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“Therefore, in order to keep me from becoming conceited, I was given a thorn in my flesh, a messenger of Satan, to torment me.” (2 Corinthians 12:7)
Peter was sifted. His loving Father knew he was controlled by Self … aka King Peter, and needed to be sifted to be freed. Job was sifted as well. He was righteous, but his loving Father knew he was still blind to the deeper richness awaiting him, of knowing God more intimately.
The Apostle Paul found himself living with a thorn in his side. As the negative effects of this thorn progressed from frustrating, to aggravating, to out and out painful, we see Paul himself progress: from pleading with God to take it away, to thanking God for the thorn.
Thanking God for his thorn? Is Paul a masochist? No. And it is not his personality type that is important for us to understand; it is the progression he experienced as he moved from irritation to despair to delight.
For you and for me, the question to ask is, how did Paul, and therefore how do we, reach a place in our spiritual journey where we see God’s thorns as the helpful gifts He intends them to be?
Don’t miss that: How do you progress from whining and complaining to God about the things and the people you don’t like in your life, to seeing through a lens of God’s perfect power, his perfect love, and his perfect plan for you?
Let’s first define our terms: A thorn is anything, or perhaps more applicable, any one, in your life who is causing you frustration, irritation, even pain. You don’t want this thorn, you don’t like this thorn, and you cannot control it, nor can you fix it. We don’t like things we cannot control, and we certainly do not like things – or people – we cannot fix.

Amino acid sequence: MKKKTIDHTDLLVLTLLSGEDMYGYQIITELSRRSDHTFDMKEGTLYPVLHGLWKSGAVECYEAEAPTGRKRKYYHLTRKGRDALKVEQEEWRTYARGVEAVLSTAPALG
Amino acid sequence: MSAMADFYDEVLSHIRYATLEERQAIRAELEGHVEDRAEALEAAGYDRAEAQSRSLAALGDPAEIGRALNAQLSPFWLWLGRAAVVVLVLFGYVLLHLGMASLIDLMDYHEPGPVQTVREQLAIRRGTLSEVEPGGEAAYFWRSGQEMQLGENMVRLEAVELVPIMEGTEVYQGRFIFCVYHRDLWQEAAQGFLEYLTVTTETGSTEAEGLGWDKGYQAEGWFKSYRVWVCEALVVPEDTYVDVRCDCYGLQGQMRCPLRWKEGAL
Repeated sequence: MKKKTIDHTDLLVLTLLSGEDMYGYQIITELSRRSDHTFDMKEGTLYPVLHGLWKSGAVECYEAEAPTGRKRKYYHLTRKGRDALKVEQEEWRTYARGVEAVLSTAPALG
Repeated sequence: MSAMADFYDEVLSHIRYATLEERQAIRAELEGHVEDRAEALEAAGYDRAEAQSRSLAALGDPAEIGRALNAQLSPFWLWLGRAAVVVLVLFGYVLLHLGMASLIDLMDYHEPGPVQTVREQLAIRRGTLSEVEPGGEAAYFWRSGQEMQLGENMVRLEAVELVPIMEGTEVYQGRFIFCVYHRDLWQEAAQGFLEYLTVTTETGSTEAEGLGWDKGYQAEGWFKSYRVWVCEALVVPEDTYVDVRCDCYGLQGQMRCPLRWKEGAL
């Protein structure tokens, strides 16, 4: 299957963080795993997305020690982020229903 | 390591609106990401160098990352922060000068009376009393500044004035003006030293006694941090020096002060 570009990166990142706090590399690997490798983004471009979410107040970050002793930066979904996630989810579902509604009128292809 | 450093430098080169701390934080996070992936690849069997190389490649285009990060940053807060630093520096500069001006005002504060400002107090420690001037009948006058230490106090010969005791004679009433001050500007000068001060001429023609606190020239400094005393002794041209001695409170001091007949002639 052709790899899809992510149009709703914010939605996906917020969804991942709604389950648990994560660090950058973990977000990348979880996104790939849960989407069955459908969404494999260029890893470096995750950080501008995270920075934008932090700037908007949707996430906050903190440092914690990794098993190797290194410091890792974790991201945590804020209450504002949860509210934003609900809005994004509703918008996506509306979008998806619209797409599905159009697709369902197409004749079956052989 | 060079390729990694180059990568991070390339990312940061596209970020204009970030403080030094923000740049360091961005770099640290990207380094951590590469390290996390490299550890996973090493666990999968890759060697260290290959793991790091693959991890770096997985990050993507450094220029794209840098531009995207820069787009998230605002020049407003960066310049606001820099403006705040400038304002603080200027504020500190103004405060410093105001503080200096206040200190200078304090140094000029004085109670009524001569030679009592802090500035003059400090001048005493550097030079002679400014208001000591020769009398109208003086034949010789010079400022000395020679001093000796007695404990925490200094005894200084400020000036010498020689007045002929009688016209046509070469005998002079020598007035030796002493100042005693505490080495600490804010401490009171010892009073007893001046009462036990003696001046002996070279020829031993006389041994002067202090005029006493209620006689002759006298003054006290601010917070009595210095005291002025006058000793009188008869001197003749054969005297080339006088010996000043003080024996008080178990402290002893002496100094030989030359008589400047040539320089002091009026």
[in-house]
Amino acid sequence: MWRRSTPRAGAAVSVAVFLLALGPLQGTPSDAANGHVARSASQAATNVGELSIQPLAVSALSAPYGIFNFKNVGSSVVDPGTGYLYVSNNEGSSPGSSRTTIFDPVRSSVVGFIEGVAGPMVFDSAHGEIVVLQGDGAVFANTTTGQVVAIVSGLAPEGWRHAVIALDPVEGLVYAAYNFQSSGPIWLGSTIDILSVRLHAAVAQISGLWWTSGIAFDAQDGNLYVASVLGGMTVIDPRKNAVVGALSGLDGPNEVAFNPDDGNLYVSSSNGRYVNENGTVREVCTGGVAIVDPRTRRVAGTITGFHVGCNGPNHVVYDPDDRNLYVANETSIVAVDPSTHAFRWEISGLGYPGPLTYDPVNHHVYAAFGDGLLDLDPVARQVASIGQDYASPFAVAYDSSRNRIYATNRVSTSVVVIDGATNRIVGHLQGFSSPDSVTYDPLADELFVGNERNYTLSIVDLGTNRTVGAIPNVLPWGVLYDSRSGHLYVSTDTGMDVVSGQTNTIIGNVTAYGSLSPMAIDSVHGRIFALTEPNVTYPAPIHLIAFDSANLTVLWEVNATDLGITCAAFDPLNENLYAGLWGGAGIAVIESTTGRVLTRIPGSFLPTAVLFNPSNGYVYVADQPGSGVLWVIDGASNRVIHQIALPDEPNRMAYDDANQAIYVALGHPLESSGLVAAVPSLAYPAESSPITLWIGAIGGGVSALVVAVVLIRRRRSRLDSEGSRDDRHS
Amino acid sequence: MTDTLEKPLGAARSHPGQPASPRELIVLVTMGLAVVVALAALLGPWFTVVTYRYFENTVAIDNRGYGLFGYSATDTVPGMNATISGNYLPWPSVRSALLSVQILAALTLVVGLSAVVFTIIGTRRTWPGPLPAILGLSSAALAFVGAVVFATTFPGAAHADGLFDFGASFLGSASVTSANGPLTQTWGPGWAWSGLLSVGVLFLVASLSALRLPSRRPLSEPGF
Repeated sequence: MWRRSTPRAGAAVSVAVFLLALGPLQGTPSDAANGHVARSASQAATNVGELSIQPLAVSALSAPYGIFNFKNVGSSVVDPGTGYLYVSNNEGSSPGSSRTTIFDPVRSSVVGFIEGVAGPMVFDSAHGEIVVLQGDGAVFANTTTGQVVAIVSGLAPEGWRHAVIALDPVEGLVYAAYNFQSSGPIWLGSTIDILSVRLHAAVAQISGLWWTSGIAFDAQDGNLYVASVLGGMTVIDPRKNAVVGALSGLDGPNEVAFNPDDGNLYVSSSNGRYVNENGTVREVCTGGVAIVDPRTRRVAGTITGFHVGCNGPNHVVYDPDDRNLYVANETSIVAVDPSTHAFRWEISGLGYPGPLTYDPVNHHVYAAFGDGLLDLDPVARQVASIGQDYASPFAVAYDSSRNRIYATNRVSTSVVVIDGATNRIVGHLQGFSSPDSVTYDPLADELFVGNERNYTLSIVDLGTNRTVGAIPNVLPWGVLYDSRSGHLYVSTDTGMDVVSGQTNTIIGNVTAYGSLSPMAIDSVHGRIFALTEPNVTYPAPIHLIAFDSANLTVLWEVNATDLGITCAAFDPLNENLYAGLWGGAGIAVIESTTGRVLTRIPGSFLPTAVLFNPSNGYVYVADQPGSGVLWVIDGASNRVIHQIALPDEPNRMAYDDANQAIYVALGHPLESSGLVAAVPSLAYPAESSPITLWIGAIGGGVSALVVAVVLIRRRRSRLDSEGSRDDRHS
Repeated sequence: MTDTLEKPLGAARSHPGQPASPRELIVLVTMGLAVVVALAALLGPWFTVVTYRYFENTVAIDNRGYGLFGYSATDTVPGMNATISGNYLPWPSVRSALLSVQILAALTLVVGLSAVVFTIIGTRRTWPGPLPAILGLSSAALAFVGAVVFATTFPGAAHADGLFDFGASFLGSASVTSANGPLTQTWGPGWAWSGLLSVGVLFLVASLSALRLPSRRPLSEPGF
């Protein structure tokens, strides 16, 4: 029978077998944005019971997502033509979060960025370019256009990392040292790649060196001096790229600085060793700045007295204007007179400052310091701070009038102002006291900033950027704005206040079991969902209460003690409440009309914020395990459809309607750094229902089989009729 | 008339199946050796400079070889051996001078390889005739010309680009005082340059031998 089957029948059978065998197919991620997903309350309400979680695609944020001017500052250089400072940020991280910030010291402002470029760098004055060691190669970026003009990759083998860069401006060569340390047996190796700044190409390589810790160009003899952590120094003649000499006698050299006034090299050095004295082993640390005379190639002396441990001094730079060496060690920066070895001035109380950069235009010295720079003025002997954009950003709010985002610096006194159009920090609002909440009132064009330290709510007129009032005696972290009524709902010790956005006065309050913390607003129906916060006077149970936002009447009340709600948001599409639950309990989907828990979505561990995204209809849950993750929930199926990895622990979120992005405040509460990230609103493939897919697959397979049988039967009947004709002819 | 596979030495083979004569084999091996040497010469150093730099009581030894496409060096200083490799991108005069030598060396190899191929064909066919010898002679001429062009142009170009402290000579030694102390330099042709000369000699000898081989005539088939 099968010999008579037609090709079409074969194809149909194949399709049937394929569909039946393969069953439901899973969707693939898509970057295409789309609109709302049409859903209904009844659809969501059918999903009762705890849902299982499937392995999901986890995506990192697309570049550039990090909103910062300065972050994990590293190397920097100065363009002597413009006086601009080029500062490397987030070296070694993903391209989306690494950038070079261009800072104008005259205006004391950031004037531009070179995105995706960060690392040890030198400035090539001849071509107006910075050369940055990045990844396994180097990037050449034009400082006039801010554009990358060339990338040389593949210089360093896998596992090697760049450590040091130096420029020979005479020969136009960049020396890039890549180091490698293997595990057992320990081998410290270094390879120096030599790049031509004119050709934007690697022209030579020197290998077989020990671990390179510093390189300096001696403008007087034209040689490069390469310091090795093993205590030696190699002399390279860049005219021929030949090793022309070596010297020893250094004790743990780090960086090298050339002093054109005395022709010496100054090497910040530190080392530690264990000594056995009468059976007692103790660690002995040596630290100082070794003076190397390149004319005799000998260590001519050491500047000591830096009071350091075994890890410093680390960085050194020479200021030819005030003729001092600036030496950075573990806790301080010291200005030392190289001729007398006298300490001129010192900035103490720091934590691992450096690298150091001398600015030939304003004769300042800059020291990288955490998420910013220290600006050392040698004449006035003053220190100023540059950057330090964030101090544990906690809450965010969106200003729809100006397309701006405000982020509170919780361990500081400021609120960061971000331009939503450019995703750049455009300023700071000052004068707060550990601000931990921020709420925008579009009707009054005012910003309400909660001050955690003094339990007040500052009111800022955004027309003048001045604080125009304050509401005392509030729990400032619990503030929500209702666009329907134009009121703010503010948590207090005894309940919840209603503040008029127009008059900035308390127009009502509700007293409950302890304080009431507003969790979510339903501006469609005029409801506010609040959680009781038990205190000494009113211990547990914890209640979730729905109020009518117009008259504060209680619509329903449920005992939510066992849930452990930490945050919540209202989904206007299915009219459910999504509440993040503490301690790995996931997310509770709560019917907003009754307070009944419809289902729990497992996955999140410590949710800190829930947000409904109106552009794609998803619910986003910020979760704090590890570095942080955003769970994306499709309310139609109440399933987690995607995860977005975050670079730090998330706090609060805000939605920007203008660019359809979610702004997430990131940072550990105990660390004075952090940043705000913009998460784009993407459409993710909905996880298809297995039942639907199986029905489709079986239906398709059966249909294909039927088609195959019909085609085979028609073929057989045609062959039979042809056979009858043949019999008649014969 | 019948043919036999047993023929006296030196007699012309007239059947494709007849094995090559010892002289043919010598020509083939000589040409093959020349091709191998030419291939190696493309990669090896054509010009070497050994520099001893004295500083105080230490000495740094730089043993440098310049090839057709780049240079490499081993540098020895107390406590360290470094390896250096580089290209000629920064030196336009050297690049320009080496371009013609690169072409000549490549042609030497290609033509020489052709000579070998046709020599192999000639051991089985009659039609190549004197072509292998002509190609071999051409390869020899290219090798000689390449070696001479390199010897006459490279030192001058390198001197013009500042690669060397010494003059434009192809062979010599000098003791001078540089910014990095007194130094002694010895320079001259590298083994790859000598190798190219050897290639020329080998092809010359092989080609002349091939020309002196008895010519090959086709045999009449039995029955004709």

There are many types of thorns. Perhaps yours is a troublesome family member, or a wife or husband who just won’t … do right, or a person from your working world. Maybe it’s a physical issue, a monetary issue, or a marriage issue.
I find it interesting we are not told specifically what Paul’s thorn is. My guess is if we were told, we would say, “Well, that is his, not mine. Mine is different. So, Paul’s response doesn’t apply to me. Besides, mine is worse.”
Paul pleaded three times for God to take his thorn away. We have the advantage of seeing Paul’s perspective after he has processed through his thorn problem, and moved from whining and complaining and pleading to God, to the clarity of seeing it as a tool and a gift his loving Heavenly Father is using to strengthen him.
Paul brings us directly to his issue: “Therefore, in order to keep me from becoming conceited ….”
Maybe this conceit issue does not apply to you, so you can stop reading now. But if conceit, or Self-reliance, or “If I don’t, it won’t – If it’s to be it’s up to me,” can at times describe you, then read on.
Paul knew himself well. He knew if God removed this thorn, he would likely drift back towards Self-reliance, and away from total reliance on God. He also knew when he acted in his own power, relying on his Self, the results would be a C- at best. Perhaps more likely a D to an outright F.
So Paul states unequivocally, “Therefore I will boast all the more gladly about my weaknesses, so that Christ’s power may rest on me.”
Christ’s power, not mine. Jesus’ Holy Spirit power resting on me and energizing me, not my power. My power, in the long run, is weak, compared to the incredible power of the Holy Spirit acting in and through me.
Next week: Let’s look into God’s answer to Paul’s pleading three times, and how we can boast all the more gladly about our own weaknesses.